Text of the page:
Name behind design mela

Name behind design mela

Co-curator of the Bengaluru ByDesign Suprita Moorthy on how the big event came about.

Suprita Moorthy hails from an old Bengaluru family.

BengaluruByDesign has effectively deployed art and culture to unravel the history and culture of some of the landmark structures of Bengaluru.

It is on in several spots across the city. The festival, brainchild of Bengalurean Suprita Moorthy, showcases unique design concepts and how art can be brought into public spaces. She curated the festival along with Priyanka Shah-Bhandary.

In an interview with Metrolife, Suprita talks about the idea behind the festival and what’s unique about it.

How did you choose the public places for the installations? 

There were two things that we looked into. One was the high-density areas and the second point was a focus on the city’s historical buildings and popular places. We chose Town Hall because it is one of the oldest historical monuments that we have seen; I have always been intrigued by its architecture. We wanted these buildings to come alive. The St Marks Road is a central point. We have five installations in UB City alone. UB City is perceived as an elite mall, but it is visited by everybody, and we wanted to offer them something to see.


What is the idea behind the installations?

The idea of choosing Town Hall, for instance, was to actually discuss it. To look at the architecture and how it has now become a place of protest. Likewise, the idea is to weave stories of design into all these spaces. The design and spaces talk about different cultures and heritage spots.


Could you take us through the thought behind some of the installations?

The installation at St Mark’s Circle goes by the theme of ‘Green Is The Colour’ by Total Environment. The aim is to bring back green to the city that we grew up in. We also wanted to explore the idea of self-sustaining spaces and have conversations around it so that people are inspired to grow their own produce in their backyard.

The Paper installation at UB City: When you make paper, people talk about chopping trees, but nobody talks about how much water is wasted in the process. In this installation, we have tried to tell the story of how this particular company saves water while making paper. We wanted to deliver a message to people in an interesting format. Here, we have also created a flight of the birds on the staircase of UB City. This is to tell people to stop cutting trees and let the birds come back into the city.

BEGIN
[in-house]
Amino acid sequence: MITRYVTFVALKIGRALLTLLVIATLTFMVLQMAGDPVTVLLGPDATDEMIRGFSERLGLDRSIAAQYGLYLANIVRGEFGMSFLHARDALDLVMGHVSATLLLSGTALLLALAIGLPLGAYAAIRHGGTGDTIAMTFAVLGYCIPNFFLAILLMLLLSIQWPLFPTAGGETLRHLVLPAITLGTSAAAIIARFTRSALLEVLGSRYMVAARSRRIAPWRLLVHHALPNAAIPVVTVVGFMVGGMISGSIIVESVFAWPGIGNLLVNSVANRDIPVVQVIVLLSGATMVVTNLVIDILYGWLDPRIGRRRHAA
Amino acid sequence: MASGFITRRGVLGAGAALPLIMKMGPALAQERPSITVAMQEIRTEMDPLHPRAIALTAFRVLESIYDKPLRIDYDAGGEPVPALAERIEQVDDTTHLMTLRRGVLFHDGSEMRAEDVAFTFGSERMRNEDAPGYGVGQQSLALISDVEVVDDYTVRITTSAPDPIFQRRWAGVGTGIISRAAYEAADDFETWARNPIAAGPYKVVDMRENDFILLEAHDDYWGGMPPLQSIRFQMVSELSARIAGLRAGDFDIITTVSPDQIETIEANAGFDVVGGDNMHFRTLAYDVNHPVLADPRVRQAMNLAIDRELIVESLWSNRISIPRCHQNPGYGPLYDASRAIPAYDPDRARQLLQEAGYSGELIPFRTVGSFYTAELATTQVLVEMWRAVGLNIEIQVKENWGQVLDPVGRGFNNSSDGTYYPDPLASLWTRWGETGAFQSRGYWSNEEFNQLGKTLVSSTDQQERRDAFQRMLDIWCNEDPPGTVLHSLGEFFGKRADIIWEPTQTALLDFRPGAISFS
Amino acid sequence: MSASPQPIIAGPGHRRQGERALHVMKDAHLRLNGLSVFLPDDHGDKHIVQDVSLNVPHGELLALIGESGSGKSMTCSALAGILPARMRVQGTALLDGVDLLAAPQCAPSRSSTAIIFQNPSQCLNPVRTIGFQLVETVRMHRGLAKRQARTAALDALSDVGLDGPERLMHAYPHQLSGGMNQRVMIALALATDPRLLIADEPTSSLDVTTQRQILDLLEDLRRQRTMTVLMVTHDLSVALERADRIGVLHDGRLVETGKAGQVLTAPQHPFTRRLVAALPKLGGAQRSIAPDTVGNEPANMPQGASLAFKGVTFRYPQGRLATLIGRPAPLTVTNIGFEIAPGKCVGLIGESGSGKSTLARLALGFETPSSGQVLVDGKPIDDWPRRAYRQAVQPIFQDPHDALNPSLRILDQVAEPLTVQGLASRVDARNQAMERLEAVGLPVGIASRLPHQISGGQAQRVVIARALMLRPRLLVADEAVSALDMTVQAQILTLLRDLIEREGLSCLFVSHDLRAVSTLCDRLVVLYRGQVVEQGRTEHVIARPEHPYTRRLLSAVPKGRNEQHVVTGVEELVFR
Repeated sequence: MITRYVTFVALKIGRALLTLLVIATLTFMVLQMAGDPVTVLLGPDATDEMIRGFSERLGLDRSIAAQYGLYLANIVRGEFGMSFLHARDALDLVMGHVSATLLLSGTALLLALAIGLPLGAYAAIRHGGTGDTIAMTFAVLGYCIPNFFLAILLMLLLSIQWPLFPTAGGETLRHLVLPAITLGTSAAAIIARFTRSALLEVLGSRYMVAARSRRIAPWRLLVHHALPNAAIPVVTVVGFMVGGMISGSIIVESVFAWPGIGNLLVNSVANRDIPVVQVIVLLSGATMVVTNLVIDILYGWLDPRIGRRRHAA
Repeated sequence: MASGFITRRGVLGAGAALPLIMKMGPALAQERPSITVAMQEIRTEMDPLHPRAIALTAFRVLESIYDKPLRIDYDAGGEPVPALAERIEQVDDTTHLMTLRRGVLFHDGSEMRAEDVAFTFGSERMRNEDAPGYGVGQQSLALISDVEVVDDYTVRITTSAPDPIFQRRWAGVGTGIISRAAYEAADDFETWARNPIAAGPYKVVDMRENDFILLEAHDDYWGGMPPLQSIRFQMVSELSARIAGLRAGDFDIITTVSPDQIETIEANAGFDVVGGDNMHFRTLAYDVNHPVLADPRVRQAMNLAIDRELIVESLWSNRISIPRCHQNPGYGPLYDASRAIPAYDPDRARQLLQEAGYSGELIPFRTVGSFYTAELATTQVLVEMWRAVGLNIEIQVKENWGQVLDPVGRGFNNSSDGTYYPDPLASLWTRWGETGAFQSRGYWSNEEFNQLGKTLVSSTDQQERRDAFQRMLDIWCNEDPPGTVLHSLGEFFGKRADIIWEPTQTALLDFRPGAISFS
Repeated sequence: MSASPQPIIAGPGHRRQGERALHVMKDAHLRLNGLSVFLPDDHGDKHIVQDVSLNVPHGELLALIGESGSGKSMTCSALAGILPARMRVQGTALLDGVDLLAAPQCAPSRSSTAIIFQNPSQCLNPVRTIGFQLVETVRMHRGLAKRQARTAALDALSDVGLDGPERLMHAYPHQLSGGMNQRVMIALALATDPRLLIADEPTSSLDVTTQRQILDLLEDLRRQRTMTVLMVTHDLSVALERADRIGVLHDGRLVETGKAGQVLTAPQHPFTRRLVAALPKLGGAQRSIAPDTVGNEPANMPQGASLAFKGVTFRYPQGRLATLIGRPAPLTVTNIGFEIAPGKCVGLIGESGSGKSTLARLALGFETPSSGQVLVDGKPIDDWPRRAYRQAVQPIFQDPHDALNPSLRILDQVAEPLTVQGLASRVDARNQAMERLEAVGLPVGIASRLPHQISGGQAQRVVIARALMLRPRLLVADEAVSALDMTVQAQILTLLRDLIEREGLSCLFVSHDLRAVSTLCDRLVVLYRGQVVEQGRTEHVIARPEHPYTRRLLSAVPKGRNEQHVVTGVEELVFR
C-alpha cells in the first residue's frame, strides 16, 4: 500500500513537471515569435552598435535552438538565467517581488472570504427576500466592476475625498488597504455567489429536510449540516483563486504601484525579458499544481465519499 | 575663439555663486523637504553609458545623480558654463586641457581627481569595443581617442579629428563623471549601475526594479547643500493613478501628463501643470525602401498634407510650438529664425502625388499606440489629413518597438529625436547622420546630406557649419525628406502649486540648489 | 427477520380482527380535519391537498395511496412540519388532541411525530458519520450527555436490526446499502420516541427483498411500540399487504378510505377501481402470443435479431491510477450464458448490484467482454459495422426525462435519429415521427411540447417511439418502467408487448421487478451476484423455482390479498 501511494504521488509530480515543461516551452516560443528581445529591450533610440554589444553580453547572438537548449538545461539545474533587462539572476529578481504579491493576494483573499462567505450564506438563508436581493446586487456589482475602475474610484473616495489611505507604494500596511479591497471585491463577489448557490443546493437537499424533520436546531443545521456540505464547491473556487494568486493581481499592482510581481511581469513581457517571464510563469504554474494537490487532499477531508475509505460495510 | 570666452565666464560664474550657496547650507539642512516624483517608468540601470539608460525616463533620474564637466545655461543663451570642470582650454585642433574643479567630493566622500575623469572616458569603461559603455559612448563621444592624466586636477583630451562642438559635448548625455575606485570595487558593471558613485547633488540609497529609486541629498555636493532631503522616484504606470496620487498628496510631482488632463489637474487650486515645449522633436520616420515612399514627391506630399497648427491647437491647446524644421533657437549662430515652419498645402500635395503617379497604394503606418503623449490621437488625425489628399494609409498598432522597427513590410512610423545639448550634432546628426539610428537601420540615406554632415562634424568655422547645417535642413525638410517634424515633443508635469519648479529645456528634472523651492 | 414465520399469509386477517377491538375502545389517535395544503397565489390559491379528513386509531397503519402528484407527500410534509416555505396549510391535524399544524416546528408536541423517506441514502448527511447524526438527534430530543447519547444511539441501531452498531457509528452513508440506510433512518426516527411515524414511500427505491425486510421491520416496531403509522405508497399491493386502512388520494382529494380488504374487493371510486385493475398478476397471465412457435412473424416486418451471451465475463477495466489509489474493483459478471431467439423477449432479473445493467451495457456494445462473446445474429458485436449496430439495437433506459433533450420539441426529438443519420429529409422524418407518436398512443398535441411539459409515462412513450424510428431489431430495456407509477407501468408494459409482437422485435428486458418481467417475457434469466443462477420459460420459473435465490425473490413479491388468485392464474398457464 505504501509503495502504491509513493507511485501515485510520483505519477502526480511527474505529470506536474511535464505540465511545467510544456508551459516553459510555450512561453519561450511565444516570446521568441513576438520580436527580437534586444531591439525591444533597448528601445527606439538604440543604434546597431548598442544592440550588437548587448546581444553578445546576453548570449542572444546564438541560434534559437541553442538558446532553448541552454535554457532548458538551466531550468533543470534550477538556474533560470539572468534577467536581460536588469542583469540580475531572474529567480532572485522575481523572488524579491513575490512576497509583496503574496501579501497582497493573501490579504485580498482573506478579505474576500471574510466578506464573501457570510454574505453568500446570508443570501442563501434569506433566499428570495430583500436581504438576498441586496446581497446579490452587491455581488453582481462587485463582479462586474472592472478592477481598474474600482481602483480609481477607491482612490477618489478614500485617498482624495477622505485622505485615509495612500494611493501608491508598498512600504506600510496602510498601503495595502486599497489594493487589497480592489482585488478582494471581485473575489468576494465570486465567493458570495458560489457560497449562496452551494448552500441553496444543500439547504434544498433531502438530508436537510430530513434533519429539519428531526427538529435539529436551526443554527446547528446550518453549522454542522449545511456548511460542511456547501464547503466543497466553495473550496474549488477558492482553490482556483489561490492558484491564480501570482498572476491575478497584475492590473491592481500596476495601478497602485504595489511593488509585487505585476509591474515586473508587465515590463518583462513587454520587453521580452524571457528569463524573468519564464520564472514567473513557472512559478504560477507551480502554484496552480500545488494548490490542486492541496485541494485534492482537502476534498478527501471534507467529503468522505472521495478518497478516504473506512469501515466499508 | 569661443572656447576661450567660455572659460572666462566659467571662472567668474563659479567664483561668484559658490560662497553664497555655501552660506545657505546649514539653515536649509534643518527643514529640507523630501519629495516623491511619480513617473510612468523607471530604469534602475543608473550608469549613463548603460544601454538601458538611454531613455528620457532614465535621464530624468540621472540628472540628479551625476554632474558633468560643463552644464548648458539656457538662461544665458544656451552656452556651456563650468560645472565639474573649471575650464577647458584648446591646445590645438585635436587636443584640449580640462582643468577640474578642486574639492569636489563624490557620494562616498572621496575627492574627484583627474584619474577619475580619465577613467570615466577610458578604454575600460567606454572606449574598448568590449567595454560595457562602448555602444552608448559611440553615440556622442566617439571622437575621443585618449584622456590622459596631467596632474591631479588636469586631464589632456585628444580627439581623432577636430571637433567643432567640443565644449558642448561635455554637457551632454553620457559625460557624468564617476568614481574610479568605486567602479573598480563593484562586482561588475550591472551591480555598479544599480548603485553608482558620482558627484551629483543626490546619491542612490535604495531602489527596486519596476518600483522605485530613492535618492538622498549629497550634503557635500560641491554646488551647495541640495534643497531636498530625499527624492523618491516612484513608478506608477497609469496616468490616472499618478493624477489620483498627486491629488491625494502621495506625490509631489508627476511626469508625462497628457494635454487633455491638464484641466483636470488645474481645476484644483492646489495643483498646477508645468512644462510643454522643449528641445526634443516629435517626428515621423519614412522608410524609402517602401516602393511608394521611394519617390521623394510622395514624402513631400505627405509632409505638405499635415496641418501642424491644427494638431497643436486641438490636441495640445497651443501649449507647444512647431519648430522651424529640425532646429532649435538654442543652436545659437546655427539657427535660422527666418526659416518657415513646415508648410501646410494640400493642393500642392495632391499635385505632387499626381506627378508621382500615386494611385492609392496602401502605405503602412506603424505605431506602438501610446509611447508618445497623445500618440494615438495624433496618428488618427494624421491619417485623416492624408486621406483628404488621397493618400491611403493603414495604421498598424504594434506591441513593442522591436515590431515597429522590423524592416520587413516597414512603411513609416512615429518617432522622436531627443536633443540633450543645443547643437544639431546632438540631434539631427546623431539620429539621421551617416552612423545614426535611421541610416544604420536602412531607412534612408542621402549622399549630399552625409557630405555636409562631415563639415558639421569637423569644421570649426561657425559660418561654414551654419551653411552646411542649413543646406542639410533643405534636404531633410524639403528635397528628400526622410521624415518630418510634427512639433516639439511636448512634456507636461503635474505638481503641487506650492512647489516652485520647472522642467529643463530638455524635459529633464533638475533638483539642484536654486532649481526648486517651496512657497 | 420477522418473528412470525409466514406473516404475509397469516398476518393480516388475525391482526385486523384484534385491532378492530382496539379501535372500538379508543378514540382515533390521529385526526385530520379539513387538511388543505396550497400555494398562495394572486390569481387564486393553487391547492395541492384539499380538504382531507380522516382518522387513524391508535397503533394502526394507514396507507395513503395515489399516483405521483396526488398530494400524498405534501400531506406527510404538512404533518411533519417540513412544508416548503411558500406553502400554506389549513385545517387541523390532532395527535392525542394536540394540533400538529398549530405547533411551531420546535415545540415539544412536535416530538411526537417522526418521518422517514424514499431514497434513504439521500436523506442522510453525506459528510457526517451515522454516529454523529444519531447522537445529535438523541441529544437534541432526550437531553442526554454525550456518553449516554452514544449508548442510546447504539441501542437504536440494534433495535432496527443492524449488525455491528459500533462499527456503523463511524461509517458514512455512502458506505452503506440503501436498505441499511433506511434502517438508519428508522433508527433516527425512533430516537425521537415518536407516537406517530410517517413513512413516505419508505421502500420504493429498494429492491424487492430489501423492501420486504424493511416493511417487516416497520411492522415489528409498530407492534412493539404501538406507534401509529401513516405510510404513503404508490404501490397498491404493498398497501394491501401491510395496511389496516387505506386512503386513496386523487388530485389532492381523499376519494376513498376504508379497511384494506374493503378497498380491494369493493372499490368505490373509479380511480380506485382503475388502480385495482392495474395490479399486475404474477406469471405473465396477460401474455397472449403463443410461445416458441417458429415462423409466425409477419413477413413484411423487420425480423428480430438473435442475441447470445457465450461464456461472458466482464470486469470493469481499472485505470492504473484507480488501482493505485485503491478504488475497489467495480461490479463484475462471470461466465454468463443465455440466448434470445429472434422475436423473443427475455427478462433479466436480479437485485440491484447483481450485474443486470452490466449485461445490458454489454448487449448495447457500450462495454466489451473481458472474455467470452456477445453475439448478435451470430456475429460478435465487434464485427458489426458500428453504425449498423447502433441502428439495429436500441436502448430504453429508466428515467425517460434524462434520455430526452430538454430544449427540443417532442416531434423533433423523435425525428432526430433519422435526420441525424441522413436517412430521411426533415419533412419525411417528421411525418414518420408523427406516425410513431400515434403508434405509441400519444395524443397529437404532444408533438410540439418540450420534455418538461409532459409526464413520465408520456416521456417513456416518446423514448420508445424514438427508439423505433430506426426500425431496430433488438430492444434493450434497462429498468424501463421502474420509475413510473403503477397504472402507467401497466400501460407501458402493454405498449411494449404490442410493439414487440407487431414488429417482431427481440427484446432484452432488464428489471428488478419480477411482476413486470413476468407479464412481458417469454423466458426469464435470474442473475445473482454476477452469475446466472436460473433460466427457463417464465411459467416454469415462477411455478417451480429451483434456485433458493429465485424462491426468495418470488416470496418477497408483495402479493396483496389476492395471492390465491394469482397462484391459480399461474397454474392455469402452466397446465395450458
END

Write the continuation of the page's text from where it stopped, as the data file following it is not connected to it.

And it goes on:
Another installation explores the making of the colour Indigo. Not many people are exposed to the way it is made. We want to backtrack the history of this colour.

In ‘20+18 Chair Project’, each chair is designed in a different way, and it is compared to people. There are people who dress in a simple way, some like opulent dressing, some others dress shabbily, and there are a bunch of people who like to experiment with what they wear. Likewise, the chairs have also been in different shapes; each signifies something.


You have included design colleges in the event?

Yes. We were curious to understand how students address the issue of sustainability. We have students who made designs using discarded tea bags. We also have designs from discarded pieces of cloth, sourced from tailoring units. We have encouraged them to work with fabrics that are biodegradable.


What challenges did you face?

The government has been open and understanding, but they couldn’t perceive it. At every step, I had to give references and explain it to them. It was a challenge to get them to think about what we were doing, but once we did that, we had plenty of ideas flowing in. 

* Bengaluru ByDesign is on till December 2.